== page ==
The SEC has reached a settlement with Barthelemy Group and its principal, Evens Barthelemy, for violations of the 1940 Investment Advisers Act and the Investment Company Act that includes a two-year industry ban.
In its order describing the settlement, the SEC detailed a series of false statements the Barthelemy Group made on its Form ADV, variously misrepresenting its state-registration obligations and its level of assets under management (AUM) to claim an exemption that would enable the firm to register with the SEC, rather than the relevant state agencies.
In July 2009, the Barthelemy Group submitted its first Form ADV to the SEC, claiming that it was eligible for federal registration under the multistate exemption. By invoking that provision, the firm averred that it was required by at least 30 states to register with their securities regulators. But the Barthelemy Group is a small-scale operation, and had never been required to register in any states other than New York, New Jersey and Pennsylvania, according to the SEC.
The following year, the firm filed an amended Form ADV with the SEC, this time invoking the AUM exemption as its basis for registering at the federal level. At the time, the SEC maintained a minimum threshold of $25 million in AUM to qualify for the exemption from state oversight (with the implementation of the Dodd-Frank Act, the agency has increased that threshold to $100 million). The Barthelemy Group reported that it managed more than $26.5 million in assets for between 60 and 70 clients, a claim the SEC called "grossly overstated."
"Contrary to Form ADV's instructions, Barthelemy sought to include in the multi-state and AUM calculus certain aspirational client portfolios, including those he had serviced at previous employers. However, aspirational clients and their assets may not be included under Form ADV's definitions," the SEC said in its order.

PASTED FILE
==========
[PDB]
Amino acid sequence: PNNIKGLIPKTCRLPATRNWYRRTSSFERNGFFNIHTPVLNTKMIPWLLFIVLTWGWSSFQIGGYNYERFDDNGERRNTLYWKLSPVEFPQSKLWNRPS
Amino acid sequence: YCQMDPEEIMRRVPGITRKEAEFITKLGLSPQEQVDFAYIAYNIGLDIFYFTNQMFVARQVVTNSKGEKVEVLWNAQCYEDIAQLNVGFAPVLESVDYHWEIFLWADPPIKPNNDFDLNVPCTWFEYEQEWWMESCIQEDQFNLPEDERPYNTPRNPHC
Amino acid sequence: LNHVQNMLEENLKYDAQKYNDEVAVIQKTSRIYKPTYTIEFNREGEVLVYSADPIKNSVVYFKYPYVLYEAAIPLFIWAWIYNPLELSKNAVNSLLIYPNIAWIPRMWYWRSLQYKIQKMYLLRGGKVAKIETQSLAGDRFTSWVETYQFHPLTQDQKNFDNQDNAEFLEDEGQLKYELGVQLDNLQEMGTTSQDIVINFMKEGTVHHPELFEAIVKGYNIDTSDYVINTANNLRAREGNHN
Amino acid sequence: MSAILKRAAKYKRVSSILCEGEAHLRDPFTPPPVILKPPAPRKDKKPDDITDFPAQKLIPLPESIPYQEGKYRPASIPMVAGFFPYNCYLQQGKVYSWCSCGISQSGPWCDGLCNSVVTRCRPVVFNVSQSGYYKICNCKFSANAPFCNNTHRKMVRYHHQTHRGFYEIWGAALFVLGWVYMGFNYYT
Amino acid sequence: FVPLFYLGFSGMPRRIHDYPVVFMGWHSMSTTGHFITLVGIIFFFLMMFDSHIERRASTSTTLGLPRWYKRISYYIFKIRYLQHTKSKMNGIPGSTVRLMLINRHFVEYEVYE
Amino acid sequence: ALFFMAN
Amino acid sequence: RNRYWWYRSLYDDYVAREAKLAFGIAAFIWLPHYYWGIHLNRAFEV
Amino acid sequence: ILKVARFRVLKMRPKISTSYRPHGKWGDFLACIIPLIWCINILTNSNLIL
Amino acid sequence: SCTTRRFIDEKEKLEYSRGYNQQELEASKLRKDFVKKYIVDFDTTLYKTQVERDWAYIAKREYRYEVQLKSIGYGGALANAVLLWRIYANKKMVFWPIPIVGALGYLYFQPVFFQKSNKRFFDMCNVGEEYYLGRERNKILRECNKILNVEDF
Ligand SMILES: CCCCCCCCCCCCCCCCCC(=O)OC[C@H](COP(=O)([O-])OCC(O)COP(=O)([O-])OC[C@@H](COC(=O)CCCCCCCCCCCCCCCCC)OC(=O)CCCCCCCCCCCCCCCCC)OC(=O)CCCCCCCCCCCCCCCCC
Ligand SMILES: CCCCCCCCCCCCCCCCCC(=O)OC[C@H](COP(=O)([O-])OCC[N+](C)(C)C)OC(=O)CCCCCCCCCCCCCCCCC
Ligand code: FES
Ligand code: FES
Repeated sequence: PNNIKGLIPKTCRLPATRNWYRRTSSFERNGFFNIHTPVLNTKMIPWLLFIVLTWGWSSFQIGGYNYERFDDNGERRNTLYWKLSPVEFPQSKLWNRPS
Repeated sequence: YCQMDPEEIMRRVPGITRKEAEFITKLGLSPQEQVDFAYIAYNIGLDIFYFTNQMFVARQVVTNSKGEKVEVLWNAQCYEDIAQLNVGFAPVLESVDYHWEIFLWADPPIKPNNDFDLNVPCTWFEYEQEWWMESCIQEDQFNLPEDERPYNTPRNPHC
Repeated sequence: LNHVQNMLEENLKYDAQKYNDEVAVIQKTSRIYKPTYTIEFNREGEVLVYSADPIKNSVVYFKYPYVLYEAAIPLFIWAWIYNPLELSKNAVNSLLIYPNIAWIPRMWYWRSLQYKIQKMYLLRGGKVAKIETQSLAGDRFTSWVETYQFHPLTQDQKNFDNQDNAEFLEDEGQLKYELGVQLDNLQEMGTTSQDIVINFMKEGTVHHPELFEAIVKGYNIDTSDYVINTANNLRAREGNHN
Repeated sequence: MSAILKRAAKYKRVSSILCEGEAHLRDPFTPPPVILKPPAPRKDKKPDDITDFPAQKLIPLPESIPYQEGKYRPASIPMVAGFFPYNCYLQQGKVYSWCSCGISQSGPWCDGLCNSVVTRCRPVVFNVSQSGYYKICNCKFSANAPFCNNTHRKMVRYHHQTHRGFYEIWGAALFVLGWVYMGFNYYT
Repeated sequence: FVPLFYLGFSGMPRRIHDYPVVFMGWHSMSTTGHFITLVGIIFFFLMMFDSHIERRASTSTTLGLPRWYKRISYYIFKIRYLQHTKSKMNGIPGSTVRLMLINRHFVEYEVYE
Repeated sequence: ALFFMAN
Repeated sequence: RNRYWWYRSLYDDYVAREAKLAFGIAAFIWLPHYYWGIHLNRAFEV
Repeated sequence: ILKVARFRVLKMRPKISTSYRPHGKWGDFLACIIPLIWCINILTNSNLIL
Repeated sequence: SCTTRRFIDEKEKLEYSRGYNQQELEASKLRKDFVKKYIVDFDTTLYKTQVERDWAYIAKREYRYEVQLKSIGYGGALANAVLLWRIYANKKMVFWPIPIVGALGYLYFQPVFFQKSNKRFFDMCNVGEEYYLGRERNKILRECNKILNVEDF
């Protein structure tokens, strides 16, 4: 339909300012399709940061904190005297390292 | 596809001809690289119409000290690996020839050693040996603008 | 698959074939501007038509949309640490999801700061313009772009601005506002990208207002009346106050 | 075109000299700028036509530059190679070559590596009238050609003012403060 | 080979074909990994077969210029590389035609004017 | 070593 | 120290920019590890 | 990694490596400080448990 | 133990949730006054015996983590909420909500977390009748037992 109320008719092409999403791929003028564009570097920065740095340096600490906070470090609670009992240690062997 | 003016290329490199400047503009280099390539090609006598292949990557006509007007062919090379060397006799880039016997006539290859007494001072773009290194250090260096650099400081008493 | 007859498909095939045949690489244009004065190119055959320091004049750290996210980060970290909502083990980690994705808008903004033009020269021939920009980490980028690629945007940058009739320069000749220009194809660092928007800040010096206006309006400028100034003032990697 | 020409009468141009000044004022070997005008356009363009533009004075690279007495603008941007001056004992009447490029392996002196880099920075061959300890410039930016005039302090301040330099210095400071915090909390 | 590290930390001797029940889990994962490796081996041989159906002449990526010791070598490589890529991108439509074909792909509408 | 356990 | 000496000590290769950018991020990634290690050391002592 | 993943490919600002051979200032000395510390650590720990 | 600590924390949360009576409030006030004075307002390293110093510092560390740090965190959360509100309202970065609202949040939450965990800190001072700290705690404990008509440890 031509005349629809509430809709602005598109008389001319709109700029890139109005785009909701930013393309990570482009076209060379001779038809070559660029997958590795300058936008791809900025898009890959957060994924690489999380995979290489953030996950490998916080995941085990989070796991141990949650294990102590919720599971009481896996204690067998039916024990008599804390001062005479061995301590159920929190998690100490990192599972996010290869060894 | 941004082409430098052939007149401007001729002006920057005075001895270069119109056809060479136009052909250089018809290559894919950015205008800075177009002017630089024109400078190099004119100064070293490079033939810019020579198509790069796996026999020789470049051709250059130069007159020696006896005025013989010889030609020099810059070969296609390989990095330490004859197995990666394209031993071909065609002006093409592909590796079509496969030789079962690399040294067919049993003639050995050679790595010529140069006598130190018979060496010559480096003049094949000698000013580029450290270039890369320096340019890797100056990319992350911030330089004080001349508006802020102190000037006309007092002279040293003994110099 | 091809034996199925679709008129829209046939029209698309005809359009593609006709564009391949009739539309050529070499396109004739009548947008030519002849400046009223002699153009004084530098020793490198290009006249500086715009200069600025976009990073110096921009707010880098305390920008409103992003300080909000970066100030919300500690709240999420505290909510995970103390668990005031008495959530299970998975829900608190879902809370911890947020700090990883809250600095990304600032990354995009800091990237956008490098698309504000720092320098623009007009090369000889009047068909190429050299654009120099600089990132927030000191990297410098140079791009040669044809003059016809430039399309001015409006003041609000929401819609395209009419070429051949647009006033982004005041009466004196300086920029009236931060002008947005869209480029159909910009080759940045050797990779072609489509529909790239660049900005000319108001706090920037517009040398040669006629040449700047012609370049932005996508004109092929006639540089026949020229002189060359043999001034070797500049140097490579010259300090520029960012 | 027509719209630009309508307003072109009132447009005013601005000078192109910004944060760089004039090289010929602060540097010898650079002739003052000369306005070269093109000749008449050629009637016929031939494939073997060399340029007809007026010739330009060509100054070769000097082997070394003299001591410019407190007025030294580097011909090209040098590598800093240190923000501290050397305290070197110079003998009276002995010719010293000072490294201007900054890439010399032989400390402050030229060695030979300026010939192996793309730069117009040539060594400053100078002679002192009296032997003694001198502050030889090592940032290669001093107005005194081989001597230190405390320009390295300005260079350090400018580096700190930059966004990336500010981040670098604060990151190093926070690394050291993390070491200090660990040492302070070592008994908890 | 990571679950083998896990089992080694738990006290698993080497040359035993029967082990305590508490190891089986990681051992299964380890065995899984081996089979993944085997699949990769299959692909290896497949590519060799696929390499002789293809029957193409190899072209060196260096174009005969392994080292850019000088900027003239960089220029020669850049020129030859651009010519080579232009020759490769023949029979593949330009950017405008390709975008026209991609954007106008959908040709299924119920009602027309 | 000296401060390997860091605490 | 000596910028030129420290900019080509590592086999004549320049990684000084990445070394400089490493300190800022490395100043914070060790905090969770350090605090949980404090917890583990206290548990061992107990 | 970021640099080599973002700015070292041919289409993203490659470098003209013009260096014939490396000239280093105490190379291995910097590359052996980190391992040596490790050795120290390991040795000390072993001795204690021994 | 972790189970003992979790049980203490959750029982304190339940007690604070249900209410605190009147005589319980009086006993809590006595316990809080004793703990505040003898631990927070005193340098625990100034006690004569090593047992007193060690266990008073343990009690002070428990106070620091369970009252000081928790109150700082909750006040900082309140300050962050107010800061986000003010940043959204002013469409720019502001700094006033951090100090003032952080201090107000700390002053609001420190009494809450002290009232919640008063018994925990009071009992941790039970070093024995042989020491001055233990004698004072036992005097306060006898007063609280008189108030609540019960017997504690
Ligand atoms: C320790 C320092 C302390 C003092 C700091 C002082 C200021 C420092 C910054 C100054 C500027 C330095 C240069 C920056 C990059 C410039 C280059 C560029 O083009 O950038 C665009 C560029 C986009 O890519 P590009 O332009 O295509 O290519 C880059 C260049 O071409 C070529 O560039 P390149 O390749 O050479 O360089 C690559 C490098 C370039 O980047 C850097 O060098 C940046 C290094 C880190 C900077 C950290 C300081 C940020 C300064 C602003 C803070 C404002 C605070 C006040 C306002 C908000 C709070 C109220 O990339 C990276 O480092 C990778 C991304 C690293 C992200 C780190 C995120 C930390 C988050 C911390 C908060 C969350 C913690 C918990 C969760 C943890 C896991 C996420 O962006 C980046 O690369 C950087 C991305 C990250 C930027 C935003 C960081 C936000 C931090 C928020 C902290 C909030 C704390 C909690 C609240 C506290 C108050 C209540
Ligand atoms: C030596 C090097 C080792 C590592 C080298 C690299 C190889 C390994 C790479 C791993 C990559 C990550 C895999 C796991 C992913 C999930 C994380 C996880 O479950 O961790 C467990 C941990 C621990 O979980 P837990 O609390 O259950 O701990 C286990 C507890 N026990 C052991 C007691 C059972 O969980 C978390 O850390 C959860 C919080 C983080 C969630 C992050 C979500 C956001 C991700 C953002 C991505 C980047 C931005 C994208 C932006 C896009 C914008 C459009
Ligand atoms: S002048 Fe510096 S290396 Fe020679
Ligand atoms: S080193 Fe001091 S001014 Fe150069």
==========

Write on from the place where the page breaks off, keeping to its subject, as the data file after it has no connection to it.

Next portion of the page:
SEC staffers questioned Barthelemy after he produced a spreadsheet during a 2010 advisor exam indicating that his firm had $26.28 million in AUM, when the actual figure was $2.628 million, according to the firm's independent custodian. Barthelemy acknowledged the discrepancy and withdrew the firm's SEC registration in June 2011.
"Barthelemy had downloaded client account values from the custodian's online platform, and then manually moved the decimal point for each client one place to the right. After being confronted by the exam staff, Barthelemy provided a corrected spreadsheet and later withdrew BG's SEC registration," the agency said.
According to the SEC's order, the Barthelemy Group never managed more than $5 million in client assets during the time it was registered at the federal level.
Barthelemy could not immediately be reached for comment.
In addition to the improper registration, the SEC also charged Barthelemy with failing to draft and implement sufficient compliance policies and procedures, claiming that a policy manual produced in 2010 had been adopted "largely verbatim" from a document at the broker-dealer where he had previously worked.
"That firm did not engage in the business of an investment adviser, and therefore the manual Barthelemy borrowed was not reasonably designed to prevent his small advisory firm from violating the Advisers Act," the SEC said in its order. "Also, the firm's manual included duties of suitability and fairness, but failed to mention the fiduciary duty advisers owe their clients. BG's manual also included provisions about commission-based compensation, broker-dealer related filings and broker-dealer books and records provisions, none of which were applicable to the firm or its employees."
Other citations in the SEC's order included the charge that the Barthelemy Group failed to maintain certain books and records as required by the Advisers Act.
In addition to Barthelemy's two-year suspension from the investment advisory field, his firm is also required to post the SEC's order on its website and deliver a copy to each of its clients, a penalty that should serve as a cautionary tale for other practices, according to compliance experts at the law firm Cipperman and Company.
"Firms should note the staff's 'Scarlet Letter' punishment of requiring that the firm deliver and publish the enforcement order," Todd Cipperman, the firm's principal, warned in a blog post. "Combined with the principal's 2-year industry ban, the staff, for all intents and purposes, put this firm out of business."